A galaxy is a gravitationally bound system of stars, stellar remnants, interstellar gas, dust, and dark matter. Its name is derived from the Greek ‘galaxias’, which means ‘milky’, in reference to the Milky Way. The size of the galaxies can range from dwarfs with just a few hundred million (108) stars, to giants with one hundred trillion (1014) stars, each orbiting its galaxy's center of mass. But in this article, we are going to focus on one specific kind: the active galaxies.
Let’s start then by answering the main question: what are active galaxies? Well, active galaxies are the kind of galaxies which have a small core of emission embedded in an otherwise typical galaxy. Compared to the rest of the galaxy, this core may be highly variable and very bright. Models of active galaxies concentrate on the possibility of a supermassive black hole which lies at the center of the galaxy. The dense central galaxy provides material which accretes onto the black hole releasing a large amount of gravitational energy, and part of this energy in this hot plasma is emitted as x-rays and gamma rays.
Extraordinary energy emission
An active galaxy emits up to thousands of times more energy than a ’regular’ one. The majority of this energy is released in not visible light but in other wavelengths, from radio waves to gamma rays. In addition, long jets of gas can spew forth from the galaxy at nearly the speed of light. This activity is driven by a supermassive black hole in the galaxy’s nucleus. No other known object could provide so much energy from such a small a region.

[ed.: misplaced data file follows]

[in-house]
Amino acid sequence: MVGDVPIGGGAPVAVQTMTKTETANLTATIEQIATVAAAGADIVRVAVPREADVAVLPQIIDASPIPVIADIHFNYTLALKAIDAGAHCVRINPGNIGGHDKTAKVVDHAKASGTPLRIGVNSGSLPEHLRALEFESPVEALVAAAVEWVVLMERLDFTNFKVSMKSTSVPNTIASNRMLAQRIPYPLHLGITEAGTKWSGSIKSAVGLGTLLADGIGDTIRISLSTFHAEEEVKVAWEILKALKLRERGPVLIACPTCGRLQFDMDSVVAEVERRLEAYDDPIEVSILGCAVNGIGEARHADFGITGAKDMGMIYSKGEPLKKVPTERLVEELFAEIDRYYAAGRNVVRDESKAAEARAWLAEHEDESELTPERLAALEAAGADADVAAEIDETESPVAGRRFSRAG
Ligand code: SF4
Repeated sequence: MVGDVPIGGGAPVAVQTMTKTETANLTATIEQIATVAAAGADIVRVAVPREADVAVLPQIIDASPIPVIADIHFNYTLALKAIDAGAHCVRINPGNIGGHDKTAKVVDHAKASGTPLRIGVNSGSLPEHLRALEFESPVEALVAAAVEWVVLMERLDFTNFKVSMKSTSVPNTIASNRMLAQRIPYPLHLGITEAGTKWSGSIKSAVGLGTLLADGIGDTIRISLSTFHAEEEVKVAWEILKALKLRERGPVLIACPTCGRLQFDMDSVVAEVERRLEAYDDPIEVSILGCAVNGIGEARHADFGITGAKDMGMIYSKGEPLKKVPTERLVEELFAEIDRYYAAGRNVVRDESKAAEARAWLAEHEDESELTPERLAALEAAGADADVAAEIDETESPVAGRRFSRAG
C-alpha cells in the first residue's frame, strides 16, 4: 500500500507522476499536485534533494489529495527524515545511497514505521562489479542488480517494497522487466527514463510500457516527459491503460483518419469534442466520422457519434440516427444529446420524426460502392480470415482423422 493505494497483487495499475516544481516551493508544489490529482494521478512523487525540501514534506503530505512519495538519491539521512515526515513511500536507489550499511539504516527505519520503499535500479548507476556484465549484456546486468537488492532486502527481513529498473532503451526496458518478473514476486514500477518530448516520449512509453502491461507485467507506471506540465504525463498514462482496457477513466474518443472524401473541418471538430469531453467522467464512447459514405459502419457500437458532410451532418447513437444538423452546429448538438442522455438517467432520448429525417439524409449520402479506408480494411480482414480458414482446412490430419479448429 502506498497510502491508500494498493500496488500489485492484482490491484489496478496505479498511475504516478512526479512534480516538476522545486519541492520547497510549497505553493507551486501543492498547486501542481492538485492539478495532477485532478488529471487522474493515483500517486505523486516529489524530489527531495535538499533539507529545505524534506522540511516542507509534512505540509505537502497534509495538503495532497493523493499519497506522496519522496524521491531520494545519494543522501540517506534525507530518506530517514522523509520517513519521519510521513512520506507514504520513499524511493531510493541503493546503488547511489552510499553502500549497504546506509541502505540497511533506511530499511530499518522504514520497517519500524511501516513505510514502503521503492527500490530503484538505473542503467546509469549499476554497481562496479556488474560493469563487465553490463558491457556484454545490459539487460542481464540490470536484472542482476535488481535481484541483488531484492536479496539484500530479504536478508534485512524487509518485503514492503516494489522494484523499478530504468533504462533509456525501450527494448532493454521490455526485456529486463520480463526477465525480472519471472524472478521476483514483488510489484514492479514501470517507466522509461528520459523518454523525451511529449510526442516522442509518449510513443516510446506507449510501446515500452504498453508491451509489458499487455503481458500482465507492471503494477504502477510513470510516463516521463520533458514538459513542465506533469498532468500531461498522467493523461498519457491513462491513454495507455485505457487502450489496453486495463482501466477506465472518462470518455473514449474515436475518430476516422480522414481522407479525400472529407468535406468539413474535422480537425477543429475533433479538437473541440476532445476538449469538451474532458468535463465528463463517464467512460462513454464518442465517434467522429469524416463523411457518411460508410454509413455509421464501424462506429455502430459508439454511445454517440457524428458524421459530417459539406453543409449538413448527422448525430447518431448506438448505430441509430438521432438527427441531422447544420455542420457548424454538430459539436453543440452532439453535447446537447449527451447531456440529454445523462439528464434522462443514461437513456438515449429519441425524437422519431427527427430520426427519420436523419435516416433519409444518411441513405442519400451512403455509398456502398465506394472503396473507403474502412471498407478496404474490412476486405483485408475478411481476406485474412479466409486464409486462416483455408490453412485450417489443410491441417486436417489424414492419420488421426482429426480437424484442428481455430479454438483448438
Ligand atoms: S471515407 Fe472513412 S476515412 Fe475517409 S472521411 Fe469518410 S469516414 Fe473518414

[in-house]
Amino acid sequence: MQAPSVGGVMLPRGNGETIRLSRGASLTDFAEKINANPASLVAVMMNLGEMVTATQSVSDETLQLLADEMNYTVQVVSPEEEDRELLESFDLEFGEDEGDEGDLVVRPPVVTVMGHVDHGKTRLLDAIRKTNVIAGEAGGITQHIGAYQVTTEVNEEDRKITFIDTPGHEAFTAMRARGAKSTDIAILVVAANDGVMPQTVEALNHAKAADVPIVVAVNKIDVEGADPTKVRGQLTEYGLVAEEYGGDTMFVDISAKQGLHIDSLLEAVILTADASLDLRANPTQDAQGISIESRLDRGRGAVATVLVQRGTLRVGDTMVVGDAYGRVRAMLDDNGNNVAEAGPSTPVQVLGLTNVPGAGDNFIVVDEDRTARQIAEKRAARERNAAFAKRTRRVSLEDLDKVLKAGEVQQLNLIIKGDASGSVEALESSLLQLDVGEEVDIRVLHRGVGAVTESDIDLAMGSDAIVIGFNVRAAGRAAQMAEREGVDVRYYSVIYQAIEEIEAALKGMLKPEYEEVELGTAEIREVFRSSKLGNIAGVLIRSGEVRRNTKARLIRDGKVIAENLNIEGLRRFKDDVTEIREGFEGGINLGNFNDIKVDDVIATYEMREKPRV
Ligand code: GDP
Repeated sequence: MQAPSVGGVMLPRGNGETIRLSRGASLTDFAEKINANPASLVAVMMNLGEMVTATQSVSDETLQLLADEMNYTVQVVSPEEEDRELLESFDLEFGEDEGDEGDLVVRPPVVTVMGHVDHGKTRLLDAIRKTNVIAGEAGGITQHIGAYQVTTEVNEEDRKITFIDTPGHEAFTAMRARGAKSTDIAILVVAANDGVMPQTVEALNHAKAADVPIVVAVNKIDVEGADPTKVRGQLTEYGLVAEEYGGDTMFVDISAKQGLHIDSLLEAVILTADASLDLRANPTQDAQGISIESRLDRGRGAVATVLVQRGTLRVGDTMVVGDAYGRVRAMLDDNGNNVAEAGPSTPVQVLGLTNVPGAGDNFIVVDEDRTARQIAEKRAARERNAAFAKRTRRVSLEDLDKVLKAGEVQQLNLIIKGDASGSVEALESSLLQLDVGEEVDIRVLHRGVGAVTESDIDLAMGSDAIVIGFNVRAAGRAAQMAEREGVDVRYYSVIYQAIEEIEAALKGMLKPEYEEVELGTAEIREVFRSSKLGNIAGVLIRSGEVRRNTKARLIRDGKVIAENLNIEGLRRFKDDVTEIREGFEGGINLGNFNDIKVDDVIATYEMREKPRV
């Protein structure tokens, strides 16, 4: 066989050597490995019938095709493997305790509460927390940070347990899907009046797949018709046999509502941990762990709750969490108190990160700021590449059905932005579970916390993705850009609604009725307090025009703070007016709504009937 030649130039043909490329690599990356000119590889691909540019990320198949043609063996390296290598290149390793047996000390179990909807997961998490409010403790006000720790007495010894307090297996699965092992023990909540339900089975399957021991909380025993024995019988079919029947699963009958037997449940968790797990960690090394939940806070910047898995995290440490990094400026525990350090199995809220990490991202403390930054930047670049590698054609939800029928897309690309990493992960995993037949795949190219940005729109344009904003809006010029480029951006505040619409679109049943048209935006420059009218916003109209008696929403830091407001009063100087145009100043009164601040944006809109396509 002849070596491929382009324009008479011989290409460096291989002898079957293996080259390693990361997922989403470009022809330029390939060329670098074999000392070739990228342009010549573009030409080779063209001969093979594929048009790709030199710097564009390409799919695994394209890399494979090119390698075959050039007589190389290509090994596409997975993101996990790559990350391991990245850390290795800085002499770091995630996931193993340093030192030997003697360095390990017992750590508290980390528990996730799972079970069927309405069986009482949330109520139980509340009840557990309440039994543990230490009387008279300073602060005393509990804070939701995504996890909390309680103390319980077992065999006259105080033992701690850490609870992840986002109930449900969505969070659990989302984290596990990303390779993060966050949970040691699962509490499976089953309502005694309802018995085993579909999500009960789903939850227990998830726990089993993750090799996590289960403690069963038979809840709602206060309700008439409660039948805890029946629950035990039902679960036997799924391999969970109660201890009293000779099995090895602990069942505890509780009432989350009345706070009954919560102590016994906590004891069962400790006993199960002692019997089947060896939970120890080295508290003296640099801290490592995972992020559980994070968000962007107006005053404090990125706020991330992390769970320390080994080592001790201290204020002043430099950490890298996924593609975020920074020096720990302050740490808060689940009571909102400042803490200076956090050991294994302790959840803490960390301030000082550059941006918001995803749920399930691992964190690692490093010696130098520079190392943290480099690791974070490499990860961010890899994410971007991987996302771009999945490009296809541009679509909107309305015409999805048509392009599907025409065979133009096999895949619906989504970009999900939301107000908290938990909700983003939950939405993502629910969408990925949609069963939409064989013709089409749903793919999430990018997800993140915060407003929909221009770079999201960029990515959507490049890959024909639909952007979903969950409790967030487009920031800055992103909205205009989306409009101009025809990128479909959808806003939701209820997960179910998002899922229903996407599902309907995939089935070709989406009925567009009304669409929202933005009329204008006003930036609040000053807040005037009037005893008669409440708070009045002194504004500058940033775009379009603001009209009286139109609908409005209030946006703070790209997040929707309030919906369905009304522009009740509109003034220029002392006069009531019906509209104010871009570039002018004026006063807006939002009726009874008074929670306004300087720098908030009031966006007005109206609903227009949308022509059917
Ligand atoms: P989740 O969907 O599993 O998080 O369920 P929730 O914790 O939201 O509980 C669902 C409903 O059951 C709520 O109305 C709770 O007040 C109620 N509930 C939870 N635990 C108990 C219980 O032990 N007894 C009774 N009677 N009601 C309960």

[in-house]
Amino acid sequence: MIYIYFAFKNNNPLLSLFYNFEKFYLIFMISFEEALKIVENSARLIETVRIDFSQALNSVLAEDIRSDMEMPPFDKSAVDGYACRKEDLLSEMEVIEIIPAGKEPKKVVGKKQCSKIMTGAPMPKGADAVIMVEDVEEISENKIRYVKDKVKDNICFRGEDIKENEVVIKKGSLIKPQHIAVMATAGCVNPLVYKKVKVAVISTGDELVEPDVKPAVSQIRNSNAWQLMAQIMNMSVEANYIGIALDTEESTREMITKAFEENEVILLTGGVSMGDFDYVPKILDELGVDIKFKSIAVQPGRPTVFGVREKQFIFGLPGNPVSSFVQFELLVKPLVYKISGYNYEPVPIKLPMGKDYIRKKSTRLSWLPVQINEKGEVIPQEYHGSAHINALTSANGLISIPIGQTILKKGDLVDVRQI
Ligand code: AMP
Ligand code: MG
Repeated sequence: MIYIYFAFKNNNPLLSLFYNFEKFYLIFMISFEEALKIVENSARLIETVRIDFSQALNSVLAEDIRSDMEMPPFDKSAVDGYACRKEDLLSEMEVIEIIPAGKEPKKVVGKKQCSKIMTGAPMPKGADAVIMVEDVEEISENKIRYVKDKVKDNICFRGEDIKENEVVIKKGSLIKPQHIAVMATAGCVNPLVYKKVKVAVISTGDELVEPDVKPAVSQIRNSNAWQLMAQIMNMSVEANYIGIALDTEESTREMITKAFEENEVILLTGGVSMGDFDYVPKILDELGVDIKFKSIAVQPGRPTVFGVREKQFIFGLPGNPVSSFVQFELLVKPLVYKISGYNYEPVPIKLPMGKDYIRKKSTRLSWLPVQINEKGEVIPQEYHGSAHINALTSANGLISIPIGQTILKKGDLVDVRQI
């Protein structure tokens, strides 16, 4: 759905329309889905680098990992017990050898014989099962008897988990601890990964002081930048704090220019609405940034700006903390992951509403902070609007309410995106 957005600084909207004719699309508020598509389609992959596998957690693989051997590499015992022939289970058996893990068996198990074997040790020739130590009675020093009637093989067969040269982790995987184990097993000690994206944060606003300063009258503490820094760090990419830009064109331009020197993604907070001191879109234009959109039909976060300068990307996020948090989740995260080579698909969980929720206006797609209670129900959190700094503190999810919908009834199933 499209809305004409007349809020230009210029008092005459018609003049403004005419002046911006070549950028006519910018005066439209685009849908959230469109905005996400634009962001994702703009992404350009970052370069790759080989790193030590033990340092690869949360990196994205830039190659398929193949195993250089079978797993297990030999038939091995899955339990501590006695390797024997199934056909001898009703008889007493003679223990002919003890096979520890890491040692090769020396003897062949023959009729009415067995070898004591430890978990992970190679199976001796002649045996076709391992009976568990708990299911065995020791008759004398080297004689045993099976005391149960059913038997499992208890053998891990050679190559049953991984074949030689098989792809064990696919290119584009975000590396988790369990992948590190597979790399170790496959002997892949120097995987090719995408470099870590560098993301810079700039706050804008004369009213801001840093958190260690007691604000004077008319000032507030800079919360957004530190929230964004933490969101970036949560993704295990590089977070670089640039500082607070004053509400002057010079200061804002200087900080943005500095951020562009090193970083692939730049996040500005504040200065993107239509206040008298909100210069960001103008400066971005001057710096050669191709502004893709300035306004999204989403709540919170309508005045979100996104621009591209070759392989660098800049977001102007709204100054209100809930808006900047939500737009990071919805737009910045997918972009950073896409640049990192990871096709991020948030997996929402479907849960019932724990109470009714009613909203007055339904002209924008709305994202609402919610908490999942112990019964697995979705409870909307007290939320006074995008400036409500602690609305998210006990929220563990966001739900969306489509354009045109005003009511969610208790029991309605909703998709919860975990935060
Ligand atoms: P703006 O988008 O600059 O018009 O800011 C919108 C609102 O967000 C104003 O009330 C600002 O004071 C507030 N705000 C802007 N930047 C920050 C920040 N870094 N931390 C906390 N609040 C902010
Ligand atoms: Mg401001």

Ordinary black holes, which arise from the death of a single star, contain about ten times the Sun's mass, but supermassive black holes range from millions to billions of times the mass of the Sun. They can be found at the centers of galaxies and consume stars and gas clouds that wander too close.
When we refer to ‘ordinary’ galaxies, we can think of the total energy they emit as the sum of the emission from each of the stars found in the galaxy. For the active" galaxies, this does not apply, as there is a great deal more emitted energy than there should be. This excess energy is found in the infrared, radio, UV, and X-ray regions of the electromagnetic spectrum. By all means, the energy emitted by an active galaxy (or AGN) is completely extraordinary.
Types of active galaxies
Now that we have answered the what are active galaxies question, let’s see, one by one, the three different kinds of active galaxies existent:
A quasar is an extremely luminous active galactic nucleus, in which a supermassive black hole with mass ranging from millions to billions of times the mass of the Sun is surrounded by a gaseous accretion disk. As gas in the disk falls towards the quasar black hole, energy is released in the form of electromagnetic radiation, which can be observed across the electromagnetic spectrum. The power radiated by quasars is enormous, to the point that the most powerful quasars have luminosities thousands of times greater than a galaxy such as the Milky Way.
Seyfert galaxies are, along with quasars, one of the two largest groups of active galaxies. Indeed, around the 10% of all galaxies are Seyfert galaxies. They have quasar-like nuclei, very luminous, distant and bright sources of electromagnetic radiation, with very high surface brightness whose spectra reveal strong, high-ionisation emission lines, but unlike quasars, their host galaxies are clearly detectable. They are some of the most intensely studied objects in astronomy, as they are thought to be powered by the same phenomena that occur in quasars, although they are closer and less luminous than them.
Blazars are a type of active galaxy powered by a ginormous black hole. They are some of the brightest, most energetic objects that you can find in the sky, and many thousands of them have been identified. Around the black holes are whirling accretion disks made up of matter – dust, gas, stars – being sucked into the black hole. As a blazar’s black hole and accretion disk gobble up matter, the disk heats up and radiates energy across the electromagnetic spectrum, from radio waves to gamma rays.
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